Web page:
2 out of 4.


I know we have all thought about it in our lives. It would be sweet to kind of just, lay around all day, not having to stand up to shower, or do chores, or work, or take care of the kids or pets, or adult at all. It would be swell!

You would be able to stand up or move if you wanted to of course. You would just limit it for being lazy for a good few hours or days. And then sure, back to normal.

But what if you were on bed arrest basically, for most of your life. Your legs were not broken, your nerves work, but you are just so damn weak your body cannot support you. Not only that, but you were always tired, it hurt to lift really any body part, and your entire survival was based on the kindness of others who took care of your basic needs. Worst of all, this condition is hard to detect from regular doctors through regular methods. In fact, a lot of them might say it is entirely in the patient’s head and they will get over it eventually, even if they have to force them.

That would be the life for individuals who suffer from Chronic Fatigue Syndrome, of which their story is not generally known. And of course, that is why this documentary, Unrest, exists.

This just looks like a great Sunday morning, to be honest.

Jennifer Brea used to be a go-getter, a mountain hiker individual, who married a husband with similar issues. Then one day, she got a lot more tired. She couldn’t be as active as she once was. Standing started to get hard, and she would rather roll or crawl along the floor. At some point, she decided to start filming her life in order to tell a story about her condition, which again, doctors were very unhelpful.

In this documentary, we see Brea become more and more bed only, as she struggles with her relationship with her husband (where Brea feels terrible and like a burden), while she discovers more about CFS and the people who suffer from it. We get first hand accounts from individuals and interviews, including a mother who did have a husband who left her, leaving her daughters to take care of her (and one of her daughters gaining CFS as well). And another girl who has spent most of her life now in a bed, getting CFS at a young age.

These are extremely sad stories, as long as you are paying attention, it will break your damn heart. While at the same time, you can see the hope in these individuals, who clearly don’t like their position, but still feel positive that they are loved, that they can love, and that one day they might be back on their feet again.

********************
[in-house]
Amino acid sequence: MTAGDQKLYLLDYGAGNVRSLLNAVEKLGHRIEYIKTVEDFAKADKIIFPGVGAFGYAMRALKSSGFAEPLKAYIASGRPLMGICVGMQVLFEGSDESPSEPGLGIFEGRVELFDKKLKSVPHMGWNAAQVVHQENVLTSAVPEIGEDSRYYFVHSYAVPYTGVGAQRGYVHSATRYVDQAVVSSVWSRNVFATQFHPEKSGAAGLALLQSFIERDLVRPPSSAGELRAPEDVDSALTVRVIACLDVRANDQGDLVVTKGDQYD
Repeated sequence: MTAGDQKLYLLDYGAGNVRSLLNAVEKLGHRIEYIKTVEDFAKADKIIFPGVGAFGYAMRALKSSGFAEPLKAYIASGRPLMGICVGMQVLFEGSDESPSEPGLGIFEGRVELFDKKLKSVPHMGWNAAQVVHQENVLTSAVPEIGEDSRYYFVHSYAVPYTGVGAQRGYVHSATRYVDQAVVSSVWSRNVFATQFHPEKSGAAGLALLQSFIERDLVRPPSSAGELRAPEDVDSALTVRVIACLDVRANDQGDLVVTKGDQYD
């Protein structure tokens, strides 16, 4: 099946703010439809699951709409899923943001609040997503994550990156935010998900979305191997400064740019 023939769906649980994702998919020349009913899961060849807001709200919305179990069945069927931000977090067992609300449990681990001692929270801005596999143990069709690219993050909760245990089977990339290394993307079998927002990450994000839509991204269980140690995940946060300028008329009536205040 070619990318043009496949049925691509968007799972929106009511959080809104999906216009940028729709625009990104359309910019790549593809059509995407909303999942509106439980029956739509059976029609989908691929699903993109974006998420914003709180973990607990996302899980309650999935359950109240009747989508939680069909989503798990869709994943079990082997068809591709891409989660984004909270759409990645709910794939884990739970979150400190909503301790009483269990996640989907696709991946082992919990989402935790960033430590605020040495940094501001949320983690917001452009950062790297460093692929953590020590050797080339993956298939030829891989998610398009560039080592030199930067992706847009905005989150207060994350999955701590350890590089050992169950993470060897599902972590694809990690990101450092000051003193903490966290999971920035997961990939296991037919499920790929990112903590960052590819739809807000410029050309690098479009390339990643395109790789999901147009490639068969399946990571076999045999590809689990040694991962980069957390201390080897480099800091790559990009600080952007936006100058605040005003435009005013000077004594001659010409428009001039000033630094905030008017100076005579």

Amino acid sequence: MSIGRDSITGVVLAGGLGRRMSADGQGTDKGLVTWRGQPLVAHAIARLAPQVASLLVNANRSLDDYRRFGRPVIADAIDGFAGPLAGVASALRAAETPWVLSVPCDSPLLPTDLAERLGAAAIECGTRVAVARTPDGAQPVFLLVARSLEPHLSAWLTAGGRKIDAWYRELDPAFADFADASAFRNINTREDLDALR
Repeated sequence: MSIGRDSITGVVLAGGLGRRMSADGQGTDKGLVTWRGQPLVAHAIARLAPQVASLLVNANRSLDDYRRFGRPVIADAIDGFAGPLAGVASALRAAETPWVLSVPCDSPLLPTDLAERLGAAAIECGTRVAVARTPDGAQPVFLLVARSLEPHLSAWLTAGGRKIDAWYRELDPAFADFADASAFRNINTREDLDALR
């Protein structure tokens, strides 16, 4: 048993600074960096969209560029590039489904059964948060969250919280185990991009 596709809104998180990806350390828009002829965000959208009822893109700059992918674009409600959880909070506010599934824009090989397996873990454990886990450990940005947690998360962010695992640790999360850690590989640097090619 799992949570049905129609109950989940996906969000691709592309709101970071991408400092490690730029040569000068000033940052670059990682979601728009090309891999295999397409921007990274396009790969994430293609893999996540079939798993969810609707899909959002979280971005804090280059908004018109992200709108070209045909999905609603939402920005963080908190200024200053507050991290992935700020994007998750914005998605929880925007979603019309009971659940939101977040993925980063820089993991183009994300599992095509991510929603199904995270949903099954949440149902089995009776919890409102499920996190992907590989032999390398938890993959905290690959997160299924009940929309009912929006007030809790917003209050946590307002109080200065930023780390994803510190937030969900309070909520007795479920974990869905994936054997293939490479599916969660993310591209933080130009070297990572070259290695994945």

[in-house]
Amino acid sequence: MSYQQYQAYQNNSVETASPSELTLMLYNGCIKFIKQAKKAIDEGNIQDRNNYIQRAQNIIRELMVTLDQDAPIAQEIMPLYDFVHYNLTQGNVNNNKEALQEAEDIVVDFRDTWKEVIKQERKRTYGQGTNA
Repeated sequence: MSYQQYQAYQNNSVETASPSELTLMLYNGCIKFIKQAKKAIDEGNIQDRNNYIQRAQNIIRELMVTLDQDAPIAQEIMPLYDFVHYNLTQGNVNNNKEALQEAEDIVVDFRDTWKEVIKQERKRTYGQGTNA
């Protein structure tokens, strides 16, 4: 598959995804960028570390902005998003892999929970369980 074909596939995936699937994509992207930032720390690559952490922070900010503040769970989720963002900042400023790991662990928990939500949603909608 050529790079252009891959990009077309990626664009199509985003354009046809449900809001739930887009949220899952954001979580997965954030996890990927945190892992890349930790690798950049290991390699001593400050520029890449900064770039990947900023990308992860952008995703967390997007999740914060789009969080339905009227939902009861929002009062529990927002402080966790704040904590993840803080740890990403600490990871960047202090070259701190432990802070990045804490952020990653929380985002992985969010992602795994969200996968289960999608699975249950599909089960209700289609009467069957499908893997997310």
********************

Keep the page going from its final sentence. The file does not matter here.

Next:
Admittedly, the purpose of this documentary is just to raise awareness. It is certainly something I never knew about and would have easily just brushed it off as something that sounds made up (which makes the whole thing harder on the individuals). On those levels it fully succeeds.

Personally it took me a long time to really get invested into it, and for documentaries that can be really hard on viewers. If someone just scrolling isn’t hooked early on, they will likely pass it to go onto a different one. I’d have liked more information on current curing efforts (which I know are small) and their protest/march/demonstration, which ended up being a very powerful moment. Or hell, just more personal stories, because that is where the tears come from.

3 out of 4.

The Dark Tower

Outside of the realm of superheros and already established franchises, The Dark Tower film was probably one of the most hyped and anticipated films to come out for some time.

I first heard about the book series in high school, but it existed long before I was at that level. I never touched it because hey, Steven King does scary things, and I didn’t do scary things. But in recent years I thought about adding it to my list of books to hit in the next few years, as I do love long franchises, especially if they are done, not leaving the reader wondering if the final books will ever happen.

The Dark Tower had years of development hell if I recall, for maybe a decade. Different directors, scripts, actors, whatever. But having it come out finally with two top notch actors at the lead sounded great!

It just started to sound a lot worse when people learned that it was meant as a follow up of the successful franchise, and not the successful franchise itself.

Initial thoughts? This needs way more guns!